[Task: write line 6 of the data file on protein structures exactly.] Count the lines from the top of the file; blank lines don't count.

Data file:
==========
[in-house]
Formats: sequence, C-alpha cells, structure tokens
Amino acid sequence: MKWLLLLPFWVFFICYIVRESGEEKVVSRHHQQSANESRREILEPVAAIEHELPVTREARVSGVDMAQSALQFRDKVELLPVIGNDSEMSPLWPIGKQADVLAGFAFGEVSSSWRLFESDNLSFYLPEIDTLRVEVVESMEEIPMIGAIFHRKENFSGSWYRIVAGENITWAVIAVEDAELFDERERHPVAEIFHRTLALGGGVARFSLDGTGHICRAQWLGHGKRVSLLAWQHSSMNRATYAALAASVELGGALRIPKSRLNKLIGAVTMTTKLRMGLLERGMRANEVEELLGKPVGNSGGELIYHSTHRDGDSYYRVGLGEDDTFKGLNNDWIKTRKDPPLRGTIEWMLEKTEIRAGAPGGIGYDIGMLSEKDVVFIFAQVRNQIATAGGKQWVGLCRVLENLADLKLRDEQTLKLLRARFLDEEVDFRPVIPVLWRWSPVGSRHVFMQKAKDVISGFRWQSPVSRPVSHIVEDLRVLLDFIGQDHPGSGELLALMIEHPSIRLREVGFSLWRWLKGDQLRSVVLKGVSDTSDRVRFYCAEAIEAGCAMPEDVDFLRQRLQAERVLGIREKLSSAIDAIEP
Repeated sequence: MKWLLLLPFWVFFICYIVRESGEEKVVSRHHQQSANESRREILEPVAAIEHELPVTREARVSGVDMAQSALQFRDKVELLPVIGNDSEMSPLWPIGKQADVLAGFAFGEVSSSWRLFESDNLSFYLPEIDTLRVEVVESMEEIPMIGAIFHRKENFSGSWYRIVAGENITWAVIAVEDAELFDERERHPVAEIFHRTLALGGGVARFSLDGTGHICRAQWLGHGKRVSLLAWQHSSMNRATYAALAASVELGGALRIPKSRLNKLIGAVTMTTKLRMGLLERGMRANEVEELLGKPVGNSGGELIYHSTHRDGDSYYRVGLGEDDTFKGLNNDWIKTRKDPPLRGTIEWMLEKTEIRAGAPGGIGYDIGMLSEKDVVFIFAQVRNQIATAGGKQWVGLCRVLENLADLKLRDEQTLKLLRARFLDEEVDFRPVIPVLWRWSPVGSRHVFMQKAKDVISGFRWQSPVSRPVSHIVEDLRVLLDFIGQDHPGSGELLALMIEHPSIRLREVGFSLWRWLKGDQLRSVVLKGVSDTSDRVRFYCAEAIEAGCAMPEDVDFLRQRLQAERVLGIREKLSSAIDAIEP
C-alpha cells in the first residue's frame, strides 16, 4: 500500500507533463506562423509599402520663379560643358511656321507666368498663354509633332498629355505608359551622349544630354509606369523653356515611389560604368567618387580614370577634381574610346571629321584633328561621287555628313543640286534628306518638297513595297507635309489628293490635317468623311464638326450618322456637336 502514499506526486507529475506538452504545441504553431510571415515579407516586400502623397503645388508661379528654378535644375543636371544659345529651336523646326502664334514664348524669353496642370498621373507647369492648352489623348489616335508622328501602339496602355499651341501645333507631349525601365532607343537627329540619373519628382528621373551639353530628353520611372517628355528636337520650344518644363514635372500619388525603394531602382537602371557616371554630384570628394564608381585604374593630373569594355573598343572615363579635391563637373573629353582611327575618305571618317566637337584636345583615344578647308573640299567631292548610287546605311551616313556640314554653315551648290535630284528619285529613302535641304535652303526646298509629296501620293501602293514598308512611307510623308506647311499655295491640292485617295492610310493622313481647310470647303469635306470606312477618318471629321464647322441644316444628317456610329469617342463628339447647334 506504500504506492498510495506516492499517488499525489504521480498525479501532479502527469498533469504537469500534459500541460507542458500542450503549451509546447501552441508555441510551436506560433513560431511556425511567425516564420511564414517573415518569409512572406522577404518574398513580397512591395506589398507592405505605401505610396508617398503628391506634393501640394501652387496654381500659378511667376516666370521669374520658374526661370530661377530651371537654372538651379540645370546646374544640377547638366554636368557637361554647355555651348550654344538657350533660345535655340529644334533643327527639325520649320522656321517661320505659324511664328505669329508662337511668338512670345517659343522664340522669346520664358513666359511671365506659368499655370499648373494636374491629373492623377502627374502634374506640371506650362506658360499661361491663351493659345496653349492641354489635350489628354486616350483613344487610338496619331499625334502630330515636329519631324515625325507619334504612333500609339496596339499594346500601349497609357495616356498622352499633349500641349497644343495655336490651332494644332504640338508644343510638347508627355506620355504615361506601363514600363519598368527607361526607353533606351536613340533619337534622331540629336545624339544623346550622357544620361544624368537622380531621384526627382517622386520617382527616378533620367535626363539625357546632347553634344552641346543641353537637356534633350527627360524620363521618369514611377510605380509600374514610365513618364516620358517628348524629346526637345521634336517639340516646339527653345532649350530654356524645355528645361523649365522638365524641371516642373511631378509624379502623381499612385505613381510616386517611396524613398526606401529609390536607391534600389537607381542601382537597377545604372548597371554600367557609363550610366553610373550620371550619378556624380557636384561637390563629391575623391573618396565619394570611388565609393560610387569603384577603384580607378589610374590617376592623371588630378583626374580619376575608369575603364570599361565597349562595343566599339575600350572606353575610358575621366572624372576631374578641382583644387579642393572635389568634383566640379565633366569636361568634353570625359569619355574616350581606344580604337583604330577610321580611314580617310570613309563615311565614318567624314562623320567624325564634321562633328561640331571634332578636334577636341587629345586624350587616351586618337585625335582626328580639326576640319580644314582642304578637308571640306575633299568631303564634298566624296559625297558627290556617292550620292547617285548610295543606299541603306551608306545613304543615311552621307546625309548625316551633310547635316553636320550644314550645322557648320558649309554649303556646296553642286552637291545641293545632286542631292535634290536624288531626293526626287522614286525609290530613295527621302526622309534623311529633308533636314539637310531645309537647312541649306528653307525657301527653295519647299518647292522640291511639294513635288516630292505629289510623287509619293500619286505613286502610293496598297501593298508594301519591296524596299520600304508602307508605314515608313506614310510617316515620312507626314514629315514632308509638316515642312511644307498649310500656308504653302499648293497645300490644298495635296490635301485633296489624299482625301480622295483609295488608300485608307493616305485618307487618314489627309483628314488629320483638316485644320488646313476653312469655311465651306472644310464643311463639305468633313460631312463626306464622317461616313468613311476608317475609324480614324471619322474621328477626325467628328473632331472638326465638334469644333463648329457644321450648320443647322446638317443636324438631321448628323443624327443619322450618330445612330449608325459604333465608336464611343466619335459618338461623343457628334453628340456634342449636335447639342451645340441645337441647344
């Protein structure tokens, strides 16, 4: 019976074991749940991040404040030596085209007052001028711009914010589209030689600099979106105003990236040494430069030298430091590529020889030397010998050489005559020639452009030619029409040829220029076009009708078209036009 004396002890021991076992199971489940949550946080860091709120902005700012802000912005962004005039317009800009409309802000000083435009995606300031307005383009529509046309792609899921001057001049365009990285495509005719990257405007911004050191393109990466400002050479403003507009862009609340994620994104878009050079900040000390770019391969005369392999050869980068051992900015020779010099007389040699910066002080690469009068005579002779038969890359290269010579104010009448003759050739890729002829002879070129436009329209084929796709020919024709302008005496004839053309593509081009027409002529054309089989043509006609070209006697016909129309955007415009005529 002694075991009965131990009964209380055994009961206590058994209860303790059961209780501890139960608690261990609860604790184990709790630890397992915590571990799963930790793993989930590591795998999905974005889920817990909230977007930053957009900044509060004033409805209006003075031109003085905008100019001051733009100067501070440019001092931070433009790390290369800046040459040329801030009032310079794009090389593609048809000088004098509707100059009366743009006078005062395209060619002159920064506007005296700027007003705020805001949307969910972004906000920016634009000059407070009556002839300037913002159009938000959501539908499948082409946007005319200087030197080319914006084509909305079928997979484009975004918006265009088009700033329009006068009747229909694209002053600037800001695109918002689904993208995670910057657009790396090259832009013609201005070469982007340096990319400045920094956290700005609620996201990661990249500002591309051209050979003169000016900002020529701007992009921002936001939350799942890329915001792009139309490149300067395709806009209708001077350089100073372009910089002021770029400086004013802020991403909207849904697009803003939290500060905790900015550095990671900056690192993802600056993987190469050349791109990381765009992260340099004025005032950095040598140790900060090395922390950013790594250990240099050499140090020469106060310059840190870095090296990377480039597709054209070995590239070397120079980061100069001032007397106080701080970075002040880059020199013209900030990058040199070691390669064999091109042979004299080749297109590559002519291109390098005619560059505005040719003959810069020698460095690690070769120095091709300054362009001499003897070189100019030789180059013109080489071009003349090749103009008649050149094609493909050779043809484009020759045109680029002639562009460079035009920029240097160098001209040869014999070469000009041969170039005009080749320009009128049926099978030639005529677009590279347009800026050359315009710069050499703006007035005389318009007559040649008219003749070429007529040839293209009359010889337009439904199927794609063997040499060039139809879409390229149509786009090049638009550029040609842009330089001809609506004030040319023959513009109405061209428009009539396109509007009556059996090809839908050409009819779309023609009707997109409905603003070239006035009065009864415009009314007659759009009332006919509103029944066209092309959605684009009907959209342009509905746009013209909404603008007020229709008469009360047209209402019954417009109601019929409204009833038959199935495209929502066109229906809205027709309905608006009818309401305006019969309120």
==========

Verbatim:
């Protein structure tokens, strides 16, 4: 019976074991749940991040404040030596085209007052001028711009914010589209030689600099979106105003990236040494430069030298430091590529020889030397010998050489005559020639452009030619029409040829220029076009009708078209036009 004396002890021991076992199971489940949550946080860091709120902005700012802000912005962004005039317009800009409309802000000083435009995606300031307005383009529509046309792609899921001057001049365009990285495509005719990257405007911004050191393109990466400002050479403003507009862009609340994620994104878009050079900040000390770019391969005369392999050869980068051992900015020779010099007389040699910066002080690469009068005579002779038969890359290269010579104010009448003759050739890729002829002879070129436009329209084929796709020919024709302008005496004839053309593509081009027409002529054309089989043509006609070209006697016909129309955007415009005529 002694075991009965131990009964209380055994009961206590058994209860303790059961209780501890139960608690261990609860604790184990709790630890397992915590571990799963930790793993989930590591795998999905974005889920817990909230977007930053957009900044509060004033409805209006003075031109003085905008100019001051733009100067501070440019001092931070433009790390290369800046040459040329801030009032310079794009090389593609048809000088004098509707100059009366743009006078005062395209060619002159920064506007005296700027007003705020805001949307969910972004906000920016634009000059407070009556002839300037913002159009938000959501539908499948082409946007005319200087030197080319914006084509909305079928997979484009975004918006265009088009700033329009006068009747229909694209002053600037800001695109918002689904993208995670910057657009790396090259832009013609201005070469982007340096990319400045920094956290700005609620996201990661990249500002591309051209050979003169000016900002020529701007992009921002936001939350799942890329915001792009139309490149300067395709806009209708001077350089100073372009910089002021770029400086004013802020991403909207849904697009803003939290500060905790900015550095990671900056690192993802600056993987190469050349791109990381765009992260340099004025005032950095040598140790900060090395922390950013790594250990240099050499140090020469106060310059840190870095090296990377480039597709054209070995590239070397120079980061100069001032007397106080701080970075002040880059020199013209900030990058040199070691390669064999091109042979004299080749297109590559002519291109390098005619560059505005040719003959810069020698460095690690070769120095091709300054362009001499003897070189100019030789180059013109080489071009003349090749103009008649050149094609493909050779043809484009020759045109680029002639562009460079035009920029240097160098001209040869014999070469000009041969170039005009080749320009009128049926099978030639005529677009590279347009800026050359315009710069050499703006007035005389318009007559040649008219003749070429007529040839293209009359010889337009439904199927794609063997040499060039139809879409390229149509786009090049638009550029040609842009330089001809609506004030040319023959513009109405061209428009009539396109509007009556059996090809839908050409009819779309023609009707997109409905603003070239006035009065009864415009009314007659759009009332006919509103029944066209092309959605684009009907959209342009509905746009013209909404603008007020229709008469009360047209209402019954417009109601019929409204009833038959199935495209929502066109229906809205027709309905608006009818309401305006019969309120």